Early in my marriage when I was expecting our first child, I noticed a particularly unruly boy in sacrament meeting. I watched at first with interest but then with growing annoyance as the boy wiggled, talked loudly, squirmed, and paid no attention to his mother’s ineffectual (and to my mind, inept) attempts to quiet him.
New to the ward, I knew neither the child nor his parents. But I immediately set myself up as judge and jury. “What that child needs,” I thought, “is some good, strict, consistent discipline!” And I determined that my child would never act that way!
Ironically, my own son was born with the same handicapping condition that the “obnoxious” boy at church had—a learning disability called attention deficit hyperactive disorder (A.D.H.D.).* Since then, I have tried desperately to put into practice every good parenting technique gleaned from classes, Church lessons, and well-meaning sisters in Relief Society. But I still struggle with my son’s hyperactivity and social insensitivity—which are due to a probable chemical deficiency in his body, not to voluntary maliciousness.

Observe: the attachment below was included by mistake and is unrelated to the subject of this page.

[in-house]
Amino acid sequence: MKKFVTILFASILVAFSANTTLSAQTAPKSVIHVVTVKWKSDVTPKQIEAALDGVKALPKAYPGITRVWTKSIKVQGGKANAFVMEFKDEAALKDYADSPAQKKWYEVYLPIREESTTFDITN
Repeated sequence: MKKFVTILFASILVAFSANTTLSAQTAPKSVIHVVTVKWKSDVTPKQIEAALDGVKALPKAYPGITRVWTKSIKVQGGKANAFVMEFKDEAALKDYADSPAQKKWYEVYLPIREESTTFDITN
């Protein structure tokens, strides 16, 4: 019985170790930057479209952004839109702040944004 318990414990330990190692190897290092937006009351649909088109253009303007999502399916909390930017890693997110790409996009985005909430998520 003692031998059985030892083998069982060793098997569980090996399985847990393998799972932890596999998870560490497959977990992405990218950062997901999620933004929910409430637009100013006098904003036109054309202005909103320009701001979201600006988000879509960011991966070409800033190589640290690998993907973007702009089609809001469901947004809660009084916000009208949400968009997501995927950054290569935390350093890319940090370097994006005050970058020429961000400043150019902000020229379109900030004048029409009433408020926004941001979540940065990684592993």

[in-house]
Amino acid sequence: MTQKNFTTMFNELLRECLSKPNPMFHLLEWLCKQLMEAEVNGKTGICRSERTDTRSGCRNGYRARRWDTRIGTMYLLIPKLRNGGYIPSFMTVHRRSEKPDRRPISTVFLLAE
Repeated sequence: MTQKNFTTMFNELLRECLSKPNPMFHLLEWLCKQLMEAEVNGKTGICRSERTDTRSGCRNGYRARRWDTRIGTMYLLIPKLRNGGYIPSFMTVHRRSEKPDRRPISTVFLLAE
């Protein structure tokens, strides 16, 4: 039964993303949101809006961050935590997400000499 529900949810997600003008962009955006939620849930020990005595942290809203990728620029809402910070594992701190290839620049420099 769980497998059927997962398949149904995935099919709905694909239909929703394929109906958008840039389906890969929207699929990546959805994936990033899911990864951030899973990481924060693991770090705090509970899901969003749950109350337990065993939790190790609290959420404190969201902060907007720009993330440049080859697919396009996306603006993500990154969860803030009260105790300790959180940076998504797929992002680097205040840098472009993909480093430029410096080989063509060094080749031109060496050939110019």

Learning disabled is a term used since the early 1960s to describe apparently “normal” individuals who have severe difficulty learning. A person with learning disabilities is usually of average or above-average intelligence, but he learns or performs below his potential for reasons other than cultural, social, or economic deprivation. Problems usually occur in the areas of speaking, listening, reading, writing, or mathematics.
A common example of a learning disability is dyslexia. A person with dyslexia has great difficulty reading because of problems he has dealing with symbols. Other people with learning disabilities have trouble with concepts involving time, space, direction, shapes, or mathematical ideas. Still others may not be able to respond orally to a question, even if they know the answer.
Some people with learning disabilities perform well in academic areas but have severe problems socially. This lack of sensitivity to people and social situations “affects almost every aspect of a person’s life and is probably one of the most crippling disabilities,” says Dr. Don Deshler, director of the Institute for Research in Learning Disabilities at the University of Kansas and member of the stake presidency in the Olathe Kansas Stake.